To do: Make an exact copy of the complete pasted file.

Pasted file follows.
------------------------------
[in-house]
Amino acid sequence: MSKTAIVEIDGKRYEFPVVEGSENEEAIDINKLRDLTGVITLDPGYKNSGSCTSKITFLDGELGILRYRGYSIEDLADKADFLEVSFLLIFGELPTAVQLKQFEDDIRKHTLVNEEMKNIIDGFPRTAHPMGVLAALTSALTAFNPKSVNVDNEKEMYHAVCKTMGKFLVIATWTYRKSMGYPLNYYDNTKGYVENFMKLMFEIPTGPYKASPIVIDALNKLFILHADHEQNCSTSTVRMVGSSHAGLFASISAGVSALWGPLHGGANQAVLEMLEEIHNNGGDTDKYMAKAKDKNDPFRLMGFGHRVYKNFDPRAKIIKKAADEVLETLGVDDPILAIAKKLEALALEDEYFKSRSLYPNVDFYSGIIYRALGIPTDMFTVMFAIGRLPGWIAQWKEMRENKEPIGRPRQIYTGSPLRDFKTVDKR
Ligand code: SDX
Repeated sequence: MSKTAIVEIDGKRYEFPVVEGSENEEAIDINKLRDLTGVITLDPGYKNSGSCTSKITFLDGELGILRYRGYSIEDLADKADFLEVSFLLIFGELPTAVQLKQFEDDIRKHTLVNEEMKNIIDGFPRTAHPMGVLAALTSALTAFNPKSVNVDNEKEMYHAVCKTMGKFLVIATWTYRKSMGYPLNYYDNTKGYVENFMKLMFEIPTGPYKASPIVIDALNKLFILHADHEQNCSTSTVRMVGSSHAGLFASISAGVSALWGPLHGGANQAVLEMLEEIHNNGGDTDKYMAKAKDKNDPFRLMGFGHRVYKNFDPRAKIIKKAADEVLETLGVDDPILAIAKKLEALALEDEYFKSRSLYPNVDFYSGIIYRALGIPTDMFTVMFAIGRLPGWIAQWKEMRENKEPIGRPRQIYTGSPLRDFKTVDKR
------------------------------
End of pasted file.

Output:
[in-house]
Amino acid sequence: MSKTAIVEIDGKRYEFPVVEGSENEEAIDINKLRDLTGVITLDPGYKNSGSCTSKITFLDGELGILRYRGYSIEDLADKADFLEVSFLLIFGELPTAVQLKQFEDDIRKHTLVNEEMKNIIDGFPRTAHPMGVLAALTSALTAFNPKSVNVDNEKEMYHAVCKTMGKFLVIATWTYRKSMGYPLNYYDNTKGYVENFMKLMFEIPTGPYKASPIVIDALNKLFILHADHEQNCSTSTVRMVGSSHAGLFASISAGVSALWGPLHGGANQAVLEMLEEIHNNGGDTDKYMAKAKDKNDPFRLMGFGHRVYKNFDPRAKIIKKAADEVLETLGVDDPILAIAKKLEALALEDEYFKSRSLYPNVDFYSGIIYRALGIPTDMFTVMFAIGRLPGWIAQWKEMRENKEPIGRPRQIYTGSPLRDFKTVDKR
Ligand code: SDX
Repeated sequence: MSKTAIVEIDGKRYEFPVVEGSENEEAIDINKLRDLTGVITLDPGYKNSGSCTSKITFLDGELGILRYRGYSIEDLADKADFLEVSFLLIFGELPTAVQLKQFEDDIRKHTLVNEEMKNIIDGFPRTAHPMGVLAALTSALTAFNPKSVNVDNEKEMYHAVCKTMGKFLVIATWTYRKSMGYPLNYYDNTKGYVENFMKLMFEIPTGPYKASPIVIDALNKLFILHADHEQNCSTSTVRMVGSSHAGLFASISAGVSALWGPLHGGANQAVLEMLEEIHNNGGDTDKYMAKAKDKNDPFRLMGFGHRVYKNFDPRAKIIKKAADEVLETLGVDDPILAIAKKLEALALEDEYFKSRSLYPNVDFYSGIIYRALGIPTDMFTVMFAIGRLPGWIAQWKEMRENKEPIGRPRQIYTGSPLRDFKTVDKR